Peristalsis - Keeping It all Moving
Via a series of synchronised neuromuscular contractions called peristalsis, the esophagus delivers food to your stomach. Peristalsis, also known as the MMC wave or “Housekeeper Wave” continues throughout the digestive process, helping to move food down the GI tract.
The uniquely human proximity of the trachea and esophagus is risky but reveals a lot about our evolutionary history, especially in terms of our vocal anatomy which may have even made human speech possible! - “...it could be said that this positioning of the two ‘pipes’ is a result of natural selection and evolution that gave our primate ancestors the ability to communicate. This obviously proved to be a competitive edge over other species over an extended period of time.”(1) This topic really excites me but I digress - back to digestion!
This is the first of many muscular valves along the GI tract. When food approaches, this muscular valve relaxes to allow entry into the stomach. This sphincter has the important function of closing the stomach so no food or stomach acid reenters the esophagus (and thus avoiding heartburn or regurgitation).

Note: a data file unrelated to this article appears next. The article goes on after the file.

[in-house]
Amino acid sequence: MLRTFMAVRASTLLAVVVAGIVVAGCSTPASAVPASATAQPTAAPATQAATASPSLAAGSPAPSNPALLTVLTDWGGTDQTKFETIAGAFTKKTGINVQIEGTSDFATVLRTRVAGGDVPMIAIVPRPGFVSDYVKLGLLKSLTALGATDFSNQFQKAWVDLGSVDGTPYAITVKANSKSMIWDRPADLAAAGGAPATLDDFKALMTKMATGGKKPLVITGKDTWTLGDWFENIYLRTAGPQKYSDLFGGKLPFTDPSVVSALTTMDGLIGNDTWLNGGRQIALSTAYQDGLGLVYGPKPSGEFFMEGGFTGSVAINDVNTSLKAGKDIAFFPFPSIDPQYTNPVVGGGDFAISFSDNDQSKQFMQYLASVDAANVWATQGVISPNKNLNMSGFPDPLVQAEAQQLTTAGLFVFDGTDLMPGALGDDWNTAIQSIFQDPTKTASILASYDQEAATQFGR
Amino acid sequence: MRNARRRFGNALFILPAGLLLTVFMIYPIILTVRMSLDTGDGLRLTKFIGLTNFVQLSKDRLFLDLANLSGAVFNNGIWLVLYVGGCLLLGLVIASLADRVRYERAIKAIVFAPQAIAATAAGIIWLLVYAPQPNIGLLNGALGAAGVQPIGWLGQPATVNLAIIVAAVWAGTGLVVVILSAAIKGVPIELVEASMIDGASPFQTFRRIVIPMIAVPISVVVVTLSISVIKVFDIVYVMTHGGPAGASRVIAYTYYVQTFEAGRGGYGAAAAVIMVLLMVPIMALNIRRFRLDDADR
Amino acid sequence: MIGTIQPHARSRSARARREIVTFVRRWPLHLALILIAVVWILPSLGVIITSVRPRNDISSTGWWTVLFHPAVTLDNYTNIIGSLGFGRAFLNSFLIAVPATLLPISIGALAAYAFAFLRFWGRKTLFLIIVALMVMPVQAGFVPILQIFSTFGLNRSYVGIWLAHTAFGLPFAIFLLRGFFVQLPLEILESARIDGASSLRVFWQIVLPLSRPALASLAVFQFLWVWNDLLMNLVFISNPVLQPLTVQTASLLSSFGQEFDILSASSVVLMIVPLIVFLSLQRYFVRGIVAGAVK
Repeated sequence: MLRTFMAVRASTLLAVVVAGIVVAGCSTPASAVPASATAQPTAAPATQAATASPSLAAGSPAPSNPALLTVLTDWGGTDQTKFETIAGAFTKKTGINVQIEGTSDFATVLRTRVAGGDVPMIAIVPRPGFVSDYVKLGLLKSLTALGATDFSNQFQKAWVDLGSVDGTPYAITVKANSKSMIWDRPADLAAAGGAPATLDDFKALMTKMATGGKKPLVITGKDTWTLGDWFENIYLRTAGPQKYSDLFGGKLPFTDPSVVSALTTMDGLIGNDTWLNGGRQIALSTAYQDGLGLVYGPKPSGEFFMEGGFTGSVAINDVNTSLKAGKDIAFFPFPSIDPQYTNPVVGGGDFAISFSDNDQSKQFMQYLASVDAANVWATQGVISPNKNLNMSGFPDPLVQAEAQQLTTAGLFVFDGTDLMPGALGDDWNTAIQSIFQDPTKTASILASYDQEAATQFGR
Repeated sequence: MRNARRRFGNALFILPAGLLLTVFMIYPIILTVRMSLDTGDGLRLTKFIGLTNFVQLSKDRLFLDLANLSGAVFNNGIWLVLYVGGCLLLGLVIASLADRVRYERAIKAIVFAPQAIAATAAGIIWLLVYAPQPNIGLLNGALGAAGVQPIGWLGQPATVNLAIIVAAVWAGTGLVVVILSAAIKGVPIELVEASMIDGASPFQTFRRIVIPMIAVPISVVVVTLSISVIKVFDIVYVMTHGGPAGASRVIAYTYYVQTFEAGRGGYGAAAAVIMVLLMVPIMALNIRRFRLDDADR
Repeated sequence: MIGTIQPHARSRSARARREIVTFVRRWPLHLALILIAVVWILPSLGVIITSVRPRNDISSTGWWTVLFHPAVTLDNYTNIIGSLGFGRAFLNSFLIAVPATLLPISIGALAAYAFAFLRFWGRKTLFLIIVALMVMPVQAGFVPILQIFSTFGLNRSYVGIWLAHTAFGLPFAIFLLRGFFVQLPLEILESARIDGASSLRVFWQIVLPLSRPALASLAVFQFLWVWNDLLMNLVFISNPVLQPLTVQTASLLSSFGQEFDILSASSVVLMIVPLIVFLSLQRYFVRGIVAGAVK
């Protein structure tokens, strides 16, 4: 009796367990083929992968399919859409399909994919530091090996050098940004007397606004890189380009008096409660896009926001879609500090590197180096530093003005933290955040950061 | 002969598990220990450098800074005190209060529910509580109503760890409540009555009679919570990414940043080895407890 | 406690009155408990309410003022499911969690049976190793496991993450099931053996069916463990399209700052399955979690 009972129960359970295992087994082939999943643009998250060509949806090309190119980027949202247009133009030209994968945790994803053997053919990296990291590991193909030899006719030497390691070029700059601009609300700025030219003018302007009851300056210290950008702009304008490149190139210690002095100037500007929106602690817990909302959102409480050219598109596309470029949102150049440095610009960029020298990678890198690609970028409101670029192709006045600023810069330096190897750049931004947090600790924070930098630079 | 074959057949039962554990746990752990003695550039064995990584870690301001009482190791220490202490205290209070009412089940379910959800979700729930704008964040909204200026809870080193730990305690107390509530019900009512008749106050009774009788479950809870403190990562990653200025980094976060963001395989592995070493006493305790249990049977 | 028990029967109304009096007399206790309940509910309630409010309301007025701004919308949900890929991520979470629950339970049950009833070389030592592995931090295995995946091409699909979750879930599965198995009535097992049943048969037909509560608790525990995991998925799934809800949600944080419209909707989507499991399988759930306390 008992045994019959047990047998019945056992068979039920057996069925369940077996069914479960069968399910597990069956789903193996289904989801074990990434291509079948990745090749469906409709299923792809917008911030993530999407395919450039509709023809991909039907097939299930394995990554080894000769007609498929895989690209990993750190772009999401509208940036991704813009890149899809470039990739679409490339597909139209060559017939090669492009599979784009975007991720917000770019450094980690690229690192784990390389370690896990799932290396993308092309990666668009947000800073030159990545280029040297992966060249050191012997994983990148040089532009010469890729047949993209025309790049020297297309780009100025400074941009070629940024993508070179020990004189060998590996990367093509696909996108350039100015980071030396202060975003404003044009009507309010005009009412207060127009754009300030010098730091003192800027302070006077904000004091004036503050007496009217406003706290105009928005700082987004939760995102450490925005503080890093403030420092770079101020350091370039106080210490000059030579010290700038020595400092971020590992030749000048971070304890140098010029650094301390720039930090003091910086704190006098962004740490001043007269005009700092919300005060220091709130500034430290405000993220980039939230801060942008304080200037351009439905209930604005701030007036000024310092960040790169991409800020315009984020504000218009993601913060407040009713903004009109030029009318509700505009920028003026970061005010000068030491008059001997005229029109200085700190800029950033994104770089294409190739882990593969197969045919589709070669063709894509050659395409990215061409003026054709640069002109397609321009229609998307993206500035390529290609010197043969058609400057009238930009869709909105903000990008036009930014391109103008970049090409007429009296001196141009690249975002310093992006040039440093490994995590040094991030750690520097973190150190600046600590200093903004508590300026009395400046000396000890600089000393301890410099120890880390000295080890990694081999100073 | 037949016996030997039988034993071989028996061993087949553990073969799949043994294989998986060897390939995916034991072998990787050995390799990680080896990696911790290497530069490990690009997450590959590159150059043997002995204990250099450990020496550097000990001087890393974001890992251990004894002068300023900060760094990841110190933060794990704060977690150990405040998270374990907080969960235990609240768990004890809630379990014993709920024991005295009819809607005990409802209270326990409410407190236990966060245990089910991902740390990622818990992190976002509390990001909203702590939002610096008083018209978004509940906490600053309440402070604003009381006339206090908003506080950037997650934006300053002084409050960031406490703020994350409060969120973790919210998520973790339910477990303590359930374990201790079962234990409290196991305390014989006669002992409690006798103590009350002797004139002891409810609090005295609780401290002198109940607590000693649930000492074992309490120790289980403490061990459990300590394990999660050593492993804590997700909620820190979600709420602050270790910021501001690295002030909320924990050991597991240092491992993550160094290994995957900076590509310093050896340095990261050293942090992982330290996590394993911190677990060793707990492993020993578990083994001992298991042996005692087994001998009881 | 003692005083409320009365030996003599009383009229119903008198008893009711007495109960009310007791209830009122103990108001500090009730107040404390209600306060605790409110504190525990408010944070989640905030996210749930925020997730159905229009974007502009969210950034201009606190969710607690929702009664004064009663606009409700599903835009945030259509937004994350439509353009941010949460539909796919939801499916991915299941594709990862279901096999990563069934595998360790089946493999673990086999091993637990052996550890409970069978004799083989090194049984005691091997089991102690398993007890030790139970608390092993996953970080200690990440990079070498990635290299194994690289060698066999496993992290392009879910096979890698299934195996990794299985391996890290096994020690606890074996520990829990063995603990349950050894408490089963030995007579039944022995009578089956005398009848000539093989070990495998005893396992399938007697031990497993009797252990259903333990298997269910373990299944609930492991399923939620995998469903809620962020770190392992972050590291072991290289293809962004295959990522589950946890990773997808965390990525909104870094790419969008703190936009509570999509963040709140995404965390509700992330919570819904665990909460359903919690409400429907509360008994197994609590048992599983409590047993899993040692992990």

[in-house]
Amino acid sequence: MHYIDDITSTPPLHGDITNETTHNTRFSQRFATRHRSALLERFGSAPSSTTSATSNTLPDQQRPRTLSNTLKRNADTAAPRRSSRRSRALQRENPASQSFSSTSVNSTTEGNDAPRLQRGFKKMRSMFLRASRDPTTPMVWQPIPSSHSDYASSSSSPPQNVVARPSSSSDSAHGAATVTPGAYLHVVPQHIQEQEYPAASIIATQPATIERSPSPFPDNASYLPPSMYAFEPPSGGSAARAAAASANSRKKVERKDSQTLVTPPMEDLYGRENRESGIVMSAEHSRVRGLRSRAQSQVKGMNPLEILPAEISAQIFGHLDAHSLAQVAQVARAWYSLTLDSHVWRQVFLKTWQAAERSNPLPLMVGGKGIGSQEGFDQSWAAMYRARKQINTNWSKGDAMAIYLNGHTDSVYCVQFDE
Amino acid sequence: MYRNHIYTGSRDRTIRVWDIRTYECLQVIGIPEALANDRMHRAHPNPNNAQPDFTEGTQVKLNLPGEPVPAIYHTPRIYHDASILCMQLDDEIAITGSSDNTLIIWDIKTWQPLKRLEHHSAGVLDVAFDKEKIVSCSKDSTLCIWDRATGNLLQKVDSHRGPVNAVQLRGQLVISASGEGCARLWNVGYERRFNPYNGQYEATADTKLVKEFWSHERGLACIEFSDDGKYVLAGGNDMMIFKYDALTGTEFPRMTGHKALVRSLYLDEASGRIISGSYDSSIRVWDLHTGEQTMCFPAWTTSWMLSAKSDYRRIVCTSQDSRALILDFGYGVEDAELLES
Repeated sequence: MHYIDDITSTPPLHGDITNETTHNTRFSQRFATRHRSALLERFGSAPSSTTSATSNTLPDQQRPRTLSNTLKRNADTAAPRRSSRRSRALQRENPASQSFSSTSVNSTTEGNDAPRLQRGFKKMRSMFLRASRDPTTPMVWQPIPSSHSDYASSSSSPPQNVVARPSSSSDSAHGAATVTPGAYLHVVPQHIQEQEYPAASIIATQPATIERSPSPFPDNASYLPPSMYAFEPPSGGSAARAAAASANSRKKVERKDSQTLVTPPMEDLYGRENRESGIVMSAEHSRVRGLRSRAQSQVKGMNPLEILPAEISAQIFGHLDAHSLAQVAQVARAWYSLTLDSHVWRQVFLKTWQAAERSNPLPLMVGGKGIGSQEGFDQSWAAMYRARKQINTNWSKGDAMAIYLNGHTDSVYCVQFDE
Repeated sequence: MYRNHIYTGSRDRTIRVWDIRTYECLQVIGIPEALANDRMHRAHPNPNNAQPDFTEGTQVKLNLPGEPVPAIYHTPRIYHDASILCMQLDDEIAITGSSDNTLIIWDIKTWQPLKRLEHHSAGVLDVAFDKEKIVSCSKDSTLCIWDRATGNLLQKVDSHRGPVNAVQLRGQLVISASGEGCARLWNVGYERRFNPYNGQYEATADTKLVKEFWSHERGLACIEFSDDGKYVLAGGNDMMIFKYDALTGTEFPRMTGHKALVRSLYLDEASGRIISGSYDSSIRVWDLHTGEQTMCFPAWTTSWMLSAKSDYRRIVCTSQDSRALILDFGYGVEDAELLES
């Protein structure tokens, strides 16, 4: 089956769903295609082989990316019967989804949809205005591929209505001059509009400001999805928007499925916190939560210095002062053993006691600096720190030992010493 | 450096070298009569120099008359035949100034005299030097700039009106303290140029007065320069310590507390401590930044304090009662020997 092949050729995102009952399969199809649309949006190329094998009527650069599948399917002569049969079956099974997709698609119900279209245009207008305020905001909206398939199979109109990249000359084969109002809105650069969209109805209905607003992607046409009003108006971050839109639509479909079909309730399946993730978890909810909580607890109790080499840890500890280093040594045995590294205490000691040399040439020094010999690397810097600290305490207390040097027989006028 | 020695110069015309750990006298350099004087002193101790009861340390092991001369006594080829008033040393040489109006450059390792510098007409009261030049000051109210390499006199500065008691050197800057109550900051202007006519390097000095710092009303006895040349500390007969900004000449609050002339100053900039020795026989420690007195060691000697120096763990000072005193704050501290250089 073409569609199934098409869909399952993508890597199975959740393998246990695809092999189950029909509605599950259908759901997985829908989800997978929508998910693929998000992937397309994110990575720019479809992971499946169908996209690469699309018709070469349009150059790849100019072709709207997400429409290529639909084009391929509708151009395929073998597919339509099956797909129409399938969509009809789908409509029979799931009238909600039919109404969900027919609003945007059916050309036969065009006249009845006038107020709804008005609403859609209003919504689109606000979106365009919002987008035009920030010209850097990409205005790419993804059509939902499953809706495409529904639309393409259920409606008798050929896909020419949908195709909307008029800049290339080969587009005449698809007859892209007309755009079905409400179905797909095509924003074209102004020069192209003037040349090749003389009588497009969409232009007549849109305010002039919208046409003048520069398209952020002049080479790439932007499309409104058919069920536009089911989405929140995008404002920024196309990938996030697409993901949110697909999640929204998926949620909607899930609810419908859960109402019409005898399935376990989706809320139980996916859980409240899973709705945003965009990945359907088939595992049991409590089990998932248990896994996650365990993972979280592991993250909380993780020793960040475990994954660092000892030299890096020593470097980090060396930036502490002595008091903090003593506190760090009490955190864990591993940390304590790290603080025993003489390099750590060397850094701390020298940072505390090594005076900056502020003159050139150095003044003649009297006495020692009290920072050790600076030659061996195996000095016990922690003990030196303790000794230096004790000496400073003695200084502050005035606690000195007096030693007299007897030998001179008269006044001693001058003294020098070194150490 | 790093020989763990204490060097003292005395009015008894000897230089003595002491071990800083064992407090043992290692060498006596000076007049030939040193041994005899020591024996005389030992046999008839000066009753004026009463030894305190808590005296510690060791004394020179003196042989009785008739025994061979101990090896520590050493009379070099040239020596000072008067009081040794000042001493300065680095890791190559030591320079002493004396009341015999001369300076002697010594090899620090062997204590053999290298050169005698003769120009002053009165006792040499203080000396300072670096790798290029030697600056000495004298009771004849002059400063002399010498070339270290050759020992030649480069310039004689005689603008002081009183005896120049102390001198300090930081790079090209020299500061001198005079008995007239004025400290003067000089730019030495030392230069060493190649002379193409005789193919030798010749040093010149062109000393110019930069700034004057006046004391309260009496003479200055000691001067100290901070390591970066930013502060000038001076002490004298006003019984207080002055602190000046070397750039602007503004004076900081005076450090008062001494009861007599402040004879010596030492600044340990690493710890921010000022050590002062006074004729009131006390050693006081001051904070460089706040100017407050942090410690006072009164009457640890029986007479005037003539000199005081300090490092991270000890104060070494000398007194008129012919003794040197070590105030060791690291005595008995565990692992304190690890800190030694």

Glands that line the stomach organ release gastric acid (potassium chloride, sodium chloride, and hydrochloric acid) and enzymes which continue the breakdown process of the food while the stomach muscles contract periodically, churning food and enhancing digestion. At the end of this process, the food you placed in your mouth has been turned into an unrecognisable “semi-fluid mass of partly digested food” - yum! - called chyme.
Once the chyme is well-mixed, waves of muscle contractions (peristalsis) propel it through a valve called the pylorus and into the first section of your small intestine (duodenum). The pylorus might release about an eighth of an ounce (about 4 milliliters) of chyme at a time. The rest is held back for more mixing.
As the tasty chyme paste reaches the first section of the small intestines, the other digestive organs join the party. Via ducts, the liver, pancreas and gallbladder release their digestive juices containing enzymes into the duodenum.
The gallbladder stores and concentrates bile, a combination of fluids, fat, and cholesterol. Bile helps break down and absorb fat. The gallbladder delivers bile into the duodenum - the first segment of the small intestine, allowing fat-soluble vitamins and nutrients to be more easily absorbed into the bloodstream.